Whether or not you believe in fate, I honestly believe that there was some kind of cosmic plan that had me reserve this particular spot for Sandy's picture. True, it would have been very easy to switch it out had another piece been hanging there, but it is all the more special and noticeable because the wall had been bare before her art arrived.

Saturday, July 9, 2011


A patient person I'm not.

Well, actually it's strange; sometimes I can be very patient - for example with certain situations or people I'm able to keep my feelings in check and wait for a situation to play out. I quilt and knit, both endeavors which require some degree of patience. I can sit and wait for an hour in a doctor's waiting room with barely a grumble. Yet, when it comes to growing vegetables I'm sorely tempted to peek beneath the soil to see how things are getting along.

Oh, I know that's the worst thing you can do when something is growing. This isn't a rational impatience! Plants need to be left on their own, undisturbed, to do their own thing and produce their fruit. Intellectually, I know this is true. But somehow I have the most difficult time resisting the urge to dig around - just a little bit - to see if there truly are any bulbs or tubers forming.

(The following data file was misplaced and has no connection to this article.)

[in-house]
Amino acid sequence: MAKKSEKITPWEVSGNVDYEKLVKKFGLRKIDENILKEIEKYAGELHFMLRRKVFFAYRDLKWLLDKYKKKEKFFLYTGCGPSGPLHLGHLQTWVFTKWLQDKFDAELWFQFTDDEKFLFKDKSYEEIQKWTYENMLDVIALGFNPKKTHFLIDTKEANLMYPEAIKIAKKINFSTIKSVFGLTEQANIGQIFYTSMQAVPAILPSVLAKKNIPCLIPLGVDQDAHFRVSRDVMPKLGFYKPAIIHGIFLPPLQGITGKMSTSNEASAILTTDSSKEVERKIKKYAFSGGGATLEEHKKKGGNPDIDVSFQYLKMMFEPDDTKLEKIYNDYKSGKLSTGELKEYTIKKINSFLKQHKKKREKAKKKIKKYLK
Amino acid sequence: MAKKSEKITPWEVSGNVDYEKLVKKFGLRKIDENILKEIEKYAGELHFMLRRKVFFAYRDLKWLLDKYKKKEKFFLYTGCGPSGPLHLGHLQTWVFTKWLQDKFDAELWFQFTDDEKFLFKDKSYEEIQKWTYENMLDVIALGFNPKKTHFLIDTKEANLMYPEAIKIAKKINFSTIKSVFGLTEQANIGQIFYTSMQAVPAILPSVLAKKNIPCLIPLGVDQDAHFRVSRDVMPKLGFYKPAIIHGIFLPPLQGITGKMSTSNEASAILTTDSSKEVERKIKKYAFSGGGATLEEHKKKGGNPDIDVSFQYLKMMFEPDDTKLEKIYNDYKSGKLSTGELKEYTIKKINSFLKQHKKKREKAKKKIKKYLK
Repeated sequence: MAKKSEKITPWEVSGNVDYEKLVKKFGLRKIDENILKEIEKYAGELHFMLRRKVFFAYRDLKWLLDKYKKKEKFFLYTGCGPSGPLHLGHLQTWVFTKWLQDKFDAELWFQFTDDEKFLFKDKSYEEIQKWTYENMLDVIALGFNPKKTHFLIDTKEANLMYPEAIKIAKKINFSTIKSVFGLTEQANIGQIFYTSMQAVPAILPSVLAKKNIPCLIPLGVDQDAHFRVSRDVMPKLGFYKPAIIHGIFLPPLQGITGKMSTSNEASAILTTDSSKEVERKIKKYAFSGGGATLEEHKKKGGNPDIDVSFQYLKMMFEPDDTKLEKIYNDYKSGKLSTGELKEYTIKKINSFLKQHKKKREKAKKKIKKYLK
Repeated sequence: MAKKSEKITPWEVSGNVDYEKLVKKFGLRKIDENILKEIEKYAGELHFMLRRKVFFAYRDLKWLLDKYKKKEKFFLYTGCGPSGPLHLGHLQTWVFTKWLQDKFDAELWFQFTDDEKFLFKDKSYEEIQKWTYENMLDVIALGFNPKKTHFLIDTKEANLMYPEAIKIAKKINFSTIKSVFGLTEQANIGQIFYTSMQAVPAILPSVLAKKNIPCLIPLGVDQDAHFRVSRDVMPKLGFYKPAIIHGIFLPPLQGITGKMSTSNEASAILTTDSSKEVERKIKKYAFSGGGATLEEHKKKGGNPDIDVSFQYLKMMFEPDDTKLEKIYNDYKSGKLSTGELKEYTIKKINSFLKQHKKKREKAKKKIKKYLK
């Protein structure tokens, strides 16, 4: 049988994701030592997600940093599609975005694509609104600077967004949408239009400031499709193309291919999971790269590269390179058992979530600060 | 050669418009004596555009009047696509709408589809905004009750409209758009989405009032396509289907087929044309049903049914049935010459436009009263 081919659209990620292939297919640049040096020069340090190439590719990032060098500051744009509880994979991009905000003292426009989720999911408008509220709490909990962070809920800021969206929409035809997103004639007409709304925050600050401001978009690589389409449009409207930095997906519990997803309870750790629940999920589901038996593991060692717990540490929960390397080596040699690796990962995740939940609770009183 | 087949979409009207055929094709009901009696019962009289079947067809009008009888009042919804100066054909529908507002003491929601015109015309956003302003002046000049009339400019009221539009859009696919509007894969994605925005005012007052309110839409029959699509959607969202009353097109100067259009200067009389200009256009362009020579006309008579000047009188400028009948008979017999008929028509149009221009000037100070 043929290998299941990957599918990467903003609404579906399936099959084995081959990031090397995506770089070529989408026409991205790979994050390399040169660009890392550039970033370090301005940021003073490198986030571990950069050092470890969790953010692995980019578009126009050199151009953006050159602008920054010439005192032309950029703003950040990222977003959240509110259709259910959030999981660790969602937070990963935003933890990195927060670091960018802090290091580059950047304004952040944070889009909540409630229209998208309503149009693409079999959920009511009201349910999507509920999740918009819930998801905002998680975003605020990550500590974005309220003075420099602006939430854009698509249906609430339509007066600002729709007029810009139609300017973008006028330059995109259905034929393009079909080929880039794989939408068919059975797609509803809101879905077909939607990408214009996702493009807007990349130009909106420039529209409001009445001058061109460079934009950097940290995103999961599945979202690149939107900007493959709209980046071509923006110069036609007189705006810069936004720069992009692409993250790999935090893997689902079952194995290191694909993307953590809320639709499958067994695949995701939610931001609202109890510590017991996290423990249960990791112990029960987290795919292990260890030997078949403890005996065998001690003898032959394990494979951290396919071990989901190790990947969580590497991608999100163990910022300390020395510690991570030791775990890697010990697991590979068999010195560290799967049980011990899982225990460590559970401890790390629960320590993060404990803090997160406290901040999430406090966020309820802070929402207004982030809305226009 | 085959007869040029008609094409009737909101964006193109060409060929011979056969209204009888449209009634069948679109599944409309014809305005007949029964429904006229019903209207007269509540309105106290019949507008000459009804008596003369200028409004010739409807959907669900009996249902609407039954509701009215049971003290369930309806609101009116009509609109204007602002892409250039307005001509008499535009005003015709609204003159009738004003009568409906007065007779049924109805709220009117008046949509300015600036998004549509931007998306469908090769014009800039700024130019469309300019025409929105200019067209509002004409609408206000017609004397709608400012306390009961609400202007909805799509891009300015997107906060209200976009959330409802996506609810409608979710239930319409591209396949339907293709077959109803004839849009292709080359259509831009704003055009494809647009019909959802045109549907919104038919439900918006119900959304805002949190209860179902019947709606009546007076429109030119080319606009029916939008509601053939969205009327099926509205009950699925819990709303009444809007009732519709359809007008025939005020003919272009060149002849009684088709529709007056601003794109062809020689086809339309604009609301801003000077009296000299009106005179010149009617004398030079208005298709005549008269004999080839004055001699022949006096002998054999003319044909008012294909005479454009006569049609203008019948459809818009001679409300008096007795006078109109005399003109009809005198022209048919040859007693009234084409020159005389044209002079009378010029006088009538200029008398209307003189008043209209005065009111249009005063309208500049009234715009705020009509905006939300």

Clearly, this is something I need to work on, so the next logical step is for me to formulate a coping mechanism. (After all, that's how I am able to sit in a doctor's waiting room for nearly an hour - I have a plan for how to deal with that situation and bring a book or some knitting!)

I decided today, as I was itching to tug on a set of onion leaves, that I'd dig up one of the potato plants to satisfy my curiosity. Hopefully that will tide me over until the underground crops are ready to be harvested. The potato had flowered (which is when the tubers have started to form) so I knew there had to be something under all that soil. I tugged and the plants came out with little difficulty.

Not having much experience with potatoes I didn't know whether this was a good or bad sign. Maybe there are no potatoes growing, which is why the plant came up with so little protest? Or perhaps they are ready for harvesting and that is why the plant was easy to remove? Only one way to find out: don the gloves and start digging.

Way, way down below the soil level my fingers touched something smooth and round: a potato! From one square foot I removed a total of 6 small Yukon Gold potatoes. So exciting! We're going to eat them this evening with our pulled pork sandwiches.

Now that my curiosity has been satisfied I can leave the rest of the underground vegetables alone to grow and hopefully produce more crops. I need to trust that mother nature will do her thing, but I still can't seem to get over the fact that it seems like magic when I pull something out of our garden to put on the dinner table.